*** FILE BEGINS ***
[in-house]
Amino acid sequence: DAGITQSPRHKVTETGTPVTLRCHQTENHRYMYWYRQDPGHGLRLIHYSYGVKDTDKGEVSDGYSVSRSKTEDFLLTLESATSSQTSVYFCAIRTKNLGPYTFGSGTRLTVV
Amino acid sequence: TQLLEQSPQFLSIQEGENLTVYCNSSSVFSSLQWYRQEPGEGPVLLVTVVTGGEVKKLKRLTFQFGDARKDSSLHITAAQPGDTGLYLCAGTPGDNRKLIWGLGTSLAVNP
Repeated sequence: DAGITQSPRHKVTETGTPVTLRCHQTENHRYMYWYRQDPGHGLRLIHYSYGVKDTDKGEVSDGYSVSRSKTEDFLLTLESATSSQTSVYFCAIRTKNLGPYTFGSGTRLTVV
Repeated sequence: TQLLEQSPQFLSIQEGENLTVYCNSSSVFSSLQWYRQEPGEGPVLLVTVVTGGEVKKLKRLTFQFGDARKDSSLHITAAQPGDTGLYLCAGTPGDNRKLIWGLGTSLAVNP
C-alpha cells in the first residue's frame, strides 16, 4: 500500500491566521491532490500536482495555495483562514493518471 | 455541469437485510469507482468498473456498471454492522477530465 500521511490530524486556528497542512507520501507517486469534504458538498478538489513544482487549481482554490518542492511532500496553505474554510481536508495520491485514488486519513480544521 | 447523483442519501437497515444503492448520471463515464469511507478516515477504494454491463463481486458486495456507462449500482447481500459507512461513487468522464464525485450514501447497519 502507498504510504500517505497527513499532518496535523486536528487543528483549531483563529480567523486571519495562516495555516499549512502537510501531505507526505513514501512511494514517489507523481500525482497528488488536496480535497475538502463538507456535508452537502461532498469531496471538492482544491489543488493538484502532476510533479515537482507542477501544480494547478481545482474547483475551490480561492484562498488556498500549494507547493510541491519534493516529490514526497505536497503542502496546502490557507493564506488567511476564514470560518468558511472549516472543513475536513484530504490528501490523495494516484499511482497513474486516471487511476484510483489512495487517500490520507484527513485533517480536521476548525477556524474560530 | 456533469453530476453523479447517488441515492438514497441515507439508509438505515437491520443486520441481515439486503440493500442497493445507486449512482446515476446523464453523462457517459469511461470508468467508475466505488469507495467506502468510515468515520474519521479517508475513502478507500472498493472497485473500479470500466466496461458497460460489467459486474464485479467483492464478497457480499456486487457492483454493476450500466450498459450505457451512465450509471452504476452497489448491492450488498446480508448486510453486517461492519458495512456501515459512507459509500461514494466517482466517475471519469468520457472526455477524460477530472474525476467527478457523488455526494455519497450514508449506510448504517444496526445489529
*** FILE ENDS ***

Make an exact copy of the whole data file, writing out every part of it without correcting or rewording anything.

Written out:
[in-house]
Amino acid sequence: DAGITQSPRHKVTETGTPVTLRCHQTENHRYMYWYRQDPGHGLRLIHYSYGVKDTDKGEVSDGYSVSRSKTEDFLLTLESATSSQTSVYFCAIRTKNLGPYTFGSGTRLTVV
Amino acid sequence: TQLLEQSPQFLSIQEGENLTVYCNSSSVFSSLQWYRQEPGEGPVLLVTVVTGGEVKKLKRLTFQFGDARKDSSLHITAAQPGDTGLYLCAGTPGDNRKLIWGLGTSLAVNP
Repeated sequence: DAGITQSPRHKVTETGTPVTLRCHQTENHRYMYWYRQDPGHGLRLIHYSYGVKDTDKGEVSDGYSVSRSKTEDFLLTLESATSSQTSVYFCAIRTKNLGPYTFGSGTRLTVV
Repeated sequence: TQLLEQSPQFLSIQEGENLTVYCNSSSVFSSLQWYRQEPGEGPVLLVTVVTGGEVKKLKRLTFQFGDARKDSSLHITAAQPGDTGLYLCAGTPGDNRKLIWGLGTSLAVNP
C-alpha cells in the first residue's frame, strides 16, 4: 500500500491566521491532490500536482495555495483562514493518471 | 455541469437485510469507482468498473456498471454492522477530465 500521511490530524486556528497542512507520501507517486469534504458538498478538489513544482487549481482554490518542492511532500496553505474554510481536508495520491485514488486519513480544521 | 447523483442519501437497515444503492448520471463515464469511507478516515477504494454491463463481486458486495456507462449500482447481500459507512461513487468522464464525485450514501447497519 502507498504510504500517505497527513499532518496535523486536528487543528483549531483563529480567523486571519495562516495555516499549512502537510501531505507526505513514501512511494514517489507523481500525482497528488488536496480535497475538502463538507456535508452537502461532498469531496471538492482544491489543488493538484502532476510533479515537482507542477501544480494547478481545482474547483475551490480561492484562498488556498500549494507547493510541491519534493516529490514526497505536497503542502496546502490557507493564506488567511476564514470560518468558511472549516472543513475536513484530504490528501490523495494516484499511482497513474486516471487511476484510483489512495487517500490520507484527513485533517480536521476548525477556524474560530 | 456533469453530476453523479447517488441515492438514497441515507439508509438505515437491520443486520441481515439486503440493500442497493445507486449512482446515476446523464453523462457517459469511461470508468467508475466505488469507495467506502468510515468515520474519521479517508475513502478507500472498493472497485473500479470500466466496461458497460460489467459486474464485479467483492464478497457480499456486487457492483454493476450500466450498459450505457451512465450509471452504476452497489448491492450488498446480508448486510453486517461492519458495512456501515459512507459509500461514494466517482466517475471519469468520457472526455477524460477530472474525476467527478457523488455526494455519497450514508449506510448504517444496526445489529